The highly anticipated 2023 Suzuki GSX-8S has landed down under, making an immediate impact, and for good reason. Offering affordability and versatility, it’s a feature packed option for riders seeking their first big bike.
An important bike for the Japanese marque, it marks what Suzuki describes as the dawn of a new era. And so it was that we found ourselves in Maroochydore on Queensland’s Sunshine Coast for the Australian media launch of the GSX-8S.
Available in Metallic Matt Black, Pearl Tech White and new hero colour Pearl Cosmic Blue, it’s a good looking bike thanks to its sharp and modern styling, and an aggressive front cowling design. LED lighting completes the package.
We found ourselves gravitating towards the Pearl Cosmic Blue version to begin our road ride on the first morning of testing. The easy-to-use, intuitive 5.0-inch full colour TFT dash is the first thing that draws your attention when you power the GSX-8S up.
Controlled via the left hand switch, it works a treat even when wearing thick gloves. It’s here too that you can access the three riding modes, in the form of A (Active), B (Basic) and C (Comfort).
All three work in conjunction with the ride-by-wire throttle system to vary how it delivers the 61kW of power and 78Nm of torque to the bitumen. Three selectable levels of traction control add to the value and technology on offer with Suzuki’s new mid-sizer.
That power and torque comes from a 776cc DOHC Parallel Twin that’s a dream to ride through the low and mid-range. It’s matched to a 6-speed gearbox with a bi-directional quick shifter as standard.
Utilising a 270 degree crankshaft, power delivery is smooth and linear. The 2023 Suzuki GSX-8S adopts Suzuki’s Intelligent Ride System (S.I.R.S), which incorporates the throttle setup, ride modes and a nifty feature called low RPM assist.
The latter helps the rider get away with zippier starts from standstill situations. Specs aside, a cracking sunny morning saw us heading north, through some traffic. It was a good opportunity to see how easy it is to ride in suburbia, and test its lane filtering capabilities.
It did a pretty nice job of it too, thanks to its 810mm seat height and 202kg dry weight. Free of the traffic, it was time for some open sweeping bends and tighter, twisty terrain, where enthusiasm levels of both bike and rider was on the rise.
The perfect testing ground to become familiar with this new model was upon us, and the 2023 Suzuki GSX-8S planted itself exceptionally well, supported by its 180mm rear wheel and Dunlop Roadsport 2 rubber.
The GSX-8S felt really good and even for a larger rider like yours truly, the rear shock did a reasonable job. Surprisingly, it only comes with one tyre option. Next on the testing menu were some more twists and switchbacks, and again the bike provided a tonne of grins.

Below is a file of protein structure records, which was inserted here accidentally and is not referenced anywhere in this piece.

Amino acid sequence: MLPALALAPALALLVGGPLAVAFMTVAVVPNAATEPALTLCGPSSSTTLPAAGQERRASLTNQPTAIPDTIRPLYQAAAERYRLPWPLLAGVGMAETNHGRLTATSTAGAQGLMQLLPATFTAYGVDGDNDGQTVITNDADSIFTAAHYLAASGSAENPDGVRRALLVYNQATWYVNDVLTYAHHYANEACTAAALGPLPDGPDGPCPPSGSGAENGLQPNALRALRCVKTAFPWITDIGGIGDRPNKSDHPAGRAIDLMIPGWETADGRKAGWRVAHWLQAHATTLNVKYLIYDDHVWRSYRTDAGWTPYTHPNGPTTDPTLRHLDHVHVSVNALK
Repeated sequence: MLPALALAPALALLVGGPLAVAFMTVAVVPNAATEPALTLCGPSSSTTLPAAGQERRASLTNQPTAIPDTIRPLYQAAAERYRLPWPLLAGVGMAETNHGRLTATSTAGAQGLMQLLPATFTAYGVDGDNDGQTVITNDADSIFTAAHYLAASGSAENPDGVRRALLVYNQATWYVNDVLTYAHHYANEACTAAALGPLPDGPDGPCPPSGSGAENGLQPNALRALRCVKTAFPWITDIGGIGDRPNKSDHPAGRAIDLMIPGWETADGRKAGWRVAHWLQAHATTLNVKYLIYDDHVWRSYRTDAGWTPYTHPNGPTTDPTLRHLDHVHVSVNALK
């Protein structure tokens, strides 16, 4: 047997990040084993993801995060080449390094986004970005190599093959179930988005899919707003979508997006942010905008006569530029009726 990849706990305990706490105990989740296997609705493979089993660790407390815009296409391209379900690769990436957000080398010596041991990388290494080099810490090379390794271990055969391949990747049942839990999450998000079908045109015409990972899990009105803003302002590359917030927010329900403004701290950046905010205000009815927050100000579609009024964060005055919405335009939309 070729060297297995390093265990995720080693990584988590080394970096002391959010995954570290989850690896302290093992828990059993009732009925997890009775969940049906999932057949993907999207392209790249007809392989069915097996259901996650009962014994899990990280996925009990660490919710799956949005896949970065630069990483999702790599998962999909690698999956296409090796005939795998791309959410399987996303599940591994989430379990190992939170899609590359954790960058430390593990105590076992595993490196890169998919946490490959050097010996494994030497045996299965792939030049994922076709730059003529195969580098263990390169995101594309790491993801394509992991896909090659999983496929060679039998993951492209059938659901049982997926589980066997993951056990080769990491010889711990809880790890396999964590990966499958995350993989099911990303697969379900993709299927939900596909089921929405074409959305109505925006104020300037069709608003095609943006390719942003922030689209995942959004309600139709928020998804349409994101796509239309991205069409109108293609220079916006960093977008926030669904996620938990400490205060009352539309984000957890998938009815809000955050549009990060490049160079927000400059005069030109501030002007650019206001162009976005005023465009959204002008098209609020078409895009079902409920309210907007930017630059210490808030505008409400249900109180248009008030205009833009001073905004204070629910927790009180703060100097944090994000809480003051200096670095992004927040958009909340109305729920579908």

Thrown through the corners at varying degrees of speed, the Suzuki handled itself well, and was engaging at every turn. It’s more than enough bike with more than enough mumbo to have a good time on.
The short stubby exhaust looks the goods too, but we would be headed for an aftermarket unit to enhance the soundtrack if the bike were ours. Mt Mee would be the venue for our evening stopover, and a well earned rest after some spirited riding.
A technical presentation followed, before some sleep. After completing nearly 300km on the first day, we felt the ergonomics of the GSX-8S were pretty good. The seat became a little firm as the afternoon progressed, but that’s more a bi-product of the style of the bike.
Ergonomics and reach to the handlebars are good and we found the foot peg position to be spot on. If we had any gripes, it would be the non-inclusion of self cancelling indicators. Road testing complete, our venue for day two was Lakeside International Raceway.
It was here we would test the mettle of the GSX-8S on the track, under the guidance of Aussie superbike icon Shawn Giles. With a next level man crush on the Pearl Cosmic Blue bike, we again jumped on this example.
Lakeside would be the ideal setting to push the GSX-8S and test the new chassis and front end suspension. The technical, high speed flowing conditions provided a great opportunity to showcase its stopping credentials as well.
The Nissin brakes, although not mind shatteringly brilliant, work well. The non-adjustable 43mm KYB inverted fork on the front of the Suzuki also handled itself admirably as we pushed hard around the track. The steel frame chassis provides rigidity and sporty geometry too.
With the conclusion of our track time, the launch had drawn to an end. It was now time to collate our thoughts and rationalise our emotions about exactly how much fun the Suzuki GSX-8S had brought us during our time with the bike.
The 2023 Suzuki GSX-8S is an absolute grin machine. With its aggressive styling, sensational looking range of colours and the pure joy it offers riders at an exceptional price point, it’s possibly the best bang for buck bike in the naked streetfighter space.
With competitors such as Honda’s new CB750 Hornet and Yamaha’s MT-07, potential buyers are going to be spoilt for choice. It’s not rocket science when we say this bike will win a lot of fans either, such are its qualities.
Pricing starts at $14,190 ride away, with the 2023 Suzuki GSX-8S backed by a 2-year warranty that can be extended to 3-years if you service according to the manufacturer’s guidelines.
Our test bikes were provided by Suzuki Motorcycles Australia as part of the Australia and New Zealand media launch.
To find out more about the 2023 Suzuki GSX-S8, contact your local Suzuki Motorcycles dealer. Pictures courtesy of Ikap.